Bitcoin ATM maker declares all user data compromised after exploit

ATM Machine

Fin is a former junior editor at TechForge.

A Bitcoin ATM manufacturer has shut down its cloud services due to a security issue that let an attacker access customers’ hot wallets and steal private information.

Prague-based company General Bytes issued a warning on 18 March saying that the hacker had remotely uploaded a Java application to its terminals, hoping to steal user information and funds stored in hot wallets.

The company has sold more than 15,000 Bitcoin ATMs to buyers in nearly 150 countries around the globe, according to its website.

General Bytes founder, Karel Kyovsky, said the hack gave the perpetrator the ability to access the company’s database, decrypt API keys used to access hot wallet and exchange funds, and even download passwords and turn off two-factor authentication.

“We’ve concluded multiple security audits since 2021, and none of them identified this vulnerability,” Kyovsky said.

The company has not disclosed how much cryptocurrency was stolen by the hacker, but it has released details of 41 wallet addresses that were used in the attack.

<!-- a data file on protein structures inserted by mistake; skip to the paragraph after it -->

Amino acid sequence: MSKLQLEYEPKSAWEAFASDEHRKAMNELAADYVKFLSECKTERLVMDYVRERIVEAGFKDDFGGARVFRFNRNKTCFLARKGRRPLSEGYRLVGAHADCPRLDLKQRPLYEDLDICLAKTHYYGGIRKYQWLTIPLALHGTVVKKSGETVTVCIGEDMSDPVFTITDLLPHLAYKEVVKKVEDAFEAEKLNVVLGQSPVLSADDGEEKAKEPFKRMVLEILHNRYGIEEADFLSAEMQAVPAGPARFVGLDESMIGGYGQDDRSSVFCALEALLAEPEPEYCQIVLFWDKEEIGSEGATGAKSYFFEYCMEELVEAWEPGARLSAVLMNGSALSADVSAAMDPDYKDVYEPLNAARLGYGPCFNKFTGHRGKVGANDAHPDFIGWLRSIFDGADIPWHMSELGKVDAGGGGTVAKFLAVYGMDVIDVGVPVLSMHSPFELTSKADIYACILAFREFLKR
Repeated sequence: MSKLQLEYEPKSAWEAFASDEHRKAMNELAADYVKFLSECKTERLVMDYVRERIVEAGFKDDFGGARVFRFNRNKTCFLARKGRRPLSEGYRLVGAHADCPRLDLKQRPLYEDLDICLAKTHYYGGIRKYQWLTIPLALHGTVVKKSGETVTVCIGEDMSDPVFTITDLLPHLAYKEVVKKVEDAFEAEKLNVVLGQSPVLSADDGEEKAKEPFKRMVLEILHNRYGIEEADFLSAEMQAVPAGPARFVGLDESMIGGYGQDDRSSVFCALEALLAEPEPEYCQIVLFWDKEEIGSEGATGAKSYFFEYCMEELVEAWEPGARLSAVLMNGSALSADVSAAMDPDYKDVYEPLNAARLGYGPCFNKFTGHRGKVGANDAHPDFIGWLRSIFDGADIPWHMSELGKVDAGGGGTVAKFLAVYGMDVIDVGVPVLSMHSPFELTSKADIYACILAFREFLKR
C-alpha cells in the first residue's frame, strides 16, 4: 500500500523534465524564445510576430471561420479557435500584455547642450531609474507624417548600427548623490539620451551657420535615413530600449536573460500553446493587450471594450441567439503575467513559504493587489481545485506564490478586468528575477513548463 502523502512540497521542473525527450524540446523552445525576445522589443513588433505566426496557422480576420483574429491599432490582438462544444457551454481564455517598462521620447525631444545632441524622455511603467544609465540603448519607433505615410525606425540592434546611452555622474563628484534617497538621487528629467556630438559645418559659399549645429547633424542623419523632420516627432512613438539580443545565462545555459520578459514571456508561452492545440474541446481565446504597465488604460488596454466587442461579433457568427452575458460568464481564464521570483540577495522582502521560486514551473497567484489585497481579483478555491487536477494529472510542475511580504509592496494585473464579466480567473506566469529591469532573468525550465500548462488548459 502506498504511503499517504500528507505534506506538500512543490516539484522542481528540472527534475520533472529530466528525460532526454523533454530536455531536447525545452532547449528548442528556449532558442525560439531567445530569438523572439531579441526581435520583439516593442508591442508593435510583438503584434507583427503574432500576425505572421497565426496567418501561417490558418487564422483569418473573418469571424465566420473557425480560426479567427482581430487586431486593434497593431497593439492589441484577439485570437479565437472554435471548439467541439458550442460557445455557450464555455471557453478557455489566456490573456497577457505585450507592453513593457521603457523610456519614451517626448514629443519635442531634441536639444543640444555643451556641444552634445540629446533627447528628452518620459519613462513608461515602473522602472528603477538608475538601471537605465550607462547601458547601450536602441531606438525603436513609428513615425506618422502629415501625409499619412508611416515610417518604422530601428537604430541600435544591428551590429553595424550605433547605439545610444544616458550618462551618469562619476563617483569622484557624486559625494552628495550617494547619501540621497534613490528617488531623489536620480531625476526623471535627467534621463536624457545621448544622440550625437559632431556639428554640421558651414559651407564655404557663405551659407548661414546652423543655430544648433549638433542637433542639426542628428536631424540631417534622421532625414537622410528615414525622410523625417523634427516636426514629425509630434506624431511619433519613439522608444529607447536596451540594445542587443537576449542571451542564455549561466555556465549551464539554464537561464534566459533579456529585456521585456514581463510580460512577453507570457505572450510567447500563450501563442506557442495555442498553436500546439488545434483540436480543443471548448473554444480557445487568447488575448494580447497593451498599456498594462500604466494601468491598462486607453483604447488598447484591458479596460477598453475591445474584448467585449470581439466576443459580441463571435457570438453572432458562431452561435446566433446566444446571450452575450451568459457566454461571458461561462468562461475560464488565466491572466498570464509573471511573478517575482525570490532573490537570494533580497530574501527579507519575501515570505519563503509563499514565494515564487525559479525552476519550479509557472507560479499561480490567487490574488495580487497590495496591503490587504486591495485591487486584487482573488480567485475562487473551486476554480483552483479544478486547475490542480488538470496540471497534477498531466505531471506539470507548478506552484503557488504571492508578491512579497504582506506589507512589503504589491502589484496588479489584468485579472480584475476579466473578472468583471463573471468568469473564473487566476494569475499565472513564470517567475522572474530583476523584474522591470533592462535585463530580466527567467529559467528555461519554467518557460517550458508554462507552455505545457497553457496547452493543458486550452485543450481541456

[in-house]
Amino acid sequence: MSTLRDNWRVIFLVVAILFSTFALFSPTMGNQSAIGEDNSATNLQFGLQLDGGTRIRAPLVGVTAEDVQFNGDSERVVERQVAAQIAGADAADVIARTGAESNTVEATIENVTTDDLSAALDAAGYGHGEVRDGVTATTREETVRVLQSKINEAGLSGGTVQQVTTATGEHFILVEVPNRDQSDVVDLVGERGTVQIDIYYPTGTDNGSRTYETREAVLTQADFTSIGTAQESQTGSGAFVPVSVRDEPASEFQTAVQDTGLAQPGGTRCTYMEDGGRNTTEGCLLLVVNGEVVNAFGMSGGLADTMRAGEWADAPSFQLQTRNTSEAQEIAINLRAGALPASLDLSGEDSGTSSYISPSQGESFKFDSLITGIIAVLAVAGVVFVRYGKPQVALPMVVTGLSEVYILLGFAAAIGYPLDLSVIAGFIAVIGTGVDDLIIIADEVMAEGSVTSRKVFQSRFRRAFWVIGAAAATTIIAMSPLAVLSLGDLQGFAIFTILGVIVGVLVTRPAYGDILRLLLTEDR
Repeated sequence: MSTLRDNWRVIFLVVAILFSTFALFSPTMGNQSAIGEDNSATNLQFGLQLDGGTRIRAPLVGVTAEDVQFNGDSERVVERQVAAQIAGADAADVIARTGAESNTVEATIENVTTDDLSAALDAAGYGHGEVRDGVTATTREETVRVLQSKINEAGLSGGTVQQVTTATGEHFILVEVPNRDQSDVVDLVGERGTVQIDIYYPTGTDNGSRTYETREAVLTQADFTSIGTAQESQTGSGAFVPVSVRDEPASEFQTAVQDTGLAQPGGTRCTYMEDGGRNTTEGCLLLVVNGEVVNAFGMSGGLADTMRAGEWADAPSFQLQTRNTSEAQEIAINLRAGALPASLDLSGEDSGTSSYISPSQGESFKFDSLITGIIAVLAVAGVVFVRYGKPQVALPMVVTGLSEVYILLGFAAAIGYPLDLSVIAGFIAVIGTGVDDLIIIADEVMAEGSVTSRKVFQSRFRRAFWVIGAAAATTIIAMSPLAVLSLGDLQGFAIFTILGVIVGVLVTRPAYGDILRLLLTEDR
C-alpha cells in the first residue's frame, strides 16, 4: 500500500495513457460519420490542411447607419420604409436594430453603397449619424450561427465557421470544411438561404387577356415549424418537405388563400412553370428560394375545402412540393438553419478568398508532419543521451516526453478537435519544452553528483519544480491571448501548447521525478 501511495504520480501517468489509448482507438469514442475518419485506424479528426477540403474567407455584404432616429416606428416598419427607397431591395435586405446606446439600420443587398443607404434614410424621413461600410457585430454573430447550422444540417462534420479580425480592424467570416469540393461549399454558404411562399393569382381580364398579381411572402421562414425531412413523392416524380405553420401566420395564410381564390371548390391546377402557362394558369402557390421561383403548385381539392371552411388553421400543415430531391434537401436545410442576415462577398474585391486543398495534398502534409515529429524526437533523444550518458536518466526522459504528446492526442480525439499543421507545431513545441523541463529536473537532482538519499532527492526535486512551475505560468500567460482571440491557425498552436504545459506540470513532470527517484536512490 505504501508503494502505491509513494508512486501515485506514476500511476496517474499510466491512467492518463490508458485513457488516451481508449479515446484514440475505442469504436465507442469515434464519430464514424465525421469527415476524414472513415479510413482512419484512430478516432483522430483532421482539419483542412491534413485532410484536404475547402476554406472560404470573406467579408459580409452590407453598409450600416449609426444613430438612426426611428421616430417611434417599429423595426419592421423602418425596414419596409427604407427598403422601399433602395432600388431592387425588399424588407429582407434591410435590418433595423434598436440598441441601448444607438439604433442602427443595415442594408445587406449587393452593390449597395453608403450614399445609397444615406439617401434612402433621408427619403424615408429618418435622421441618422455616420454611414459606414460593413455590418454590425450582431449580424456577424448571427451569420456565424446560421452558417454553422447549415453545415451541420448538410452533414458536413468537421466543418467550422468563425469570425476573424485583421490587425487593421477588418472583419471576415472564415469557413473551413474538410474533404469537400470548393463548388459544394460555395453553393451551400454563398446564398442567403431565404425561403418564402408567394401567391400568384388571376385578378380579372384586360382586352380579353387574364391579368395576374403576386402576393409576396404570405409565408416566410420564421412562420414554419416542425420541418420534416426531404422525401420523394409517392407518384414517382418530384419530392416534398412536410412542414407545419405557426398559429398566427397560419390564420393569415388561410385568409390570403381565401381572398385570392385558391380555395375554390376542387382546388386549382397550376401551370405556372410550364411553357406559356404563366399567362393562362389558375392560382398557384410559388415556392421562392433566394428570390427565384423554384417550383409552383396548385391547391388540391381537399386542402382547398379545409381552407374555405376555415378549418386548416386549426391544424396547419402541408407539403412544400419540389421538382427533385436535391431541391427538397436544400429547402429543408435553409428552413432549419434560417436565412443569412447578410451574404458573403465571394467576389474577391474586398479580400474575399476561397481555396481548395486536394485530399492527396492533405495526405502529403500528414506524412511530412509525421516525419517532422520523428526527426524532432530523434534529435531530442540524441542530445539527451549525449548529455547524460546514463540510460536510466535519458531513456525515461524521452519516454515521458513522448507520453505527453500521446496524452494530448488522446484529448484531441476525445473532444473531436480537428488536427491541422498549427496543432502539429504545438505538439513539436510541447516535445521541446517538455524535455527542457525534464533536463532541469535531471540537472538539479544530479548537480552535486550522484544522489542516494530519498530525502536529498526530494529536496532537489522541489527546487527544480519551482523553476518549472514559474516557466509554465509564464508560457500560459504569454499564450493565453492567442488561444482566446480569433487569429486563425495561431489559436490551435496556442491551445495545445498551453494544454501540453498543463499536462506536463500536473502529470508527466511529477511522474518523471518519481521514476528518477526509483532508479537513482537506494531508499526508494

On-chain analysis from Blockchair shows that one of these wallets has a balance of 56 Bitcoin after more than 30 deposits were sent to it during the attack.

In response, General Bytes has advised Bitcoin ATM operators to install a standalone server and released patches for their own Crypto Application Server, which is used to manage ATMs.

“Please keep your CAS behind a firewall and VPN. Terminals should also connect to CAS via VPN,” Kyovsky said.

“Additionally consider all your user’s passwords, and API keys to exchanges and hot wallets to be compromised. Please invalidate them and generate new keys & password.”

The compromise is not the first that has befallen General Bytes.

Last September, its servers suffered a zero-day attack that let hackers takeover as default administrators and adjust settings to transfer funds to their own addresses.

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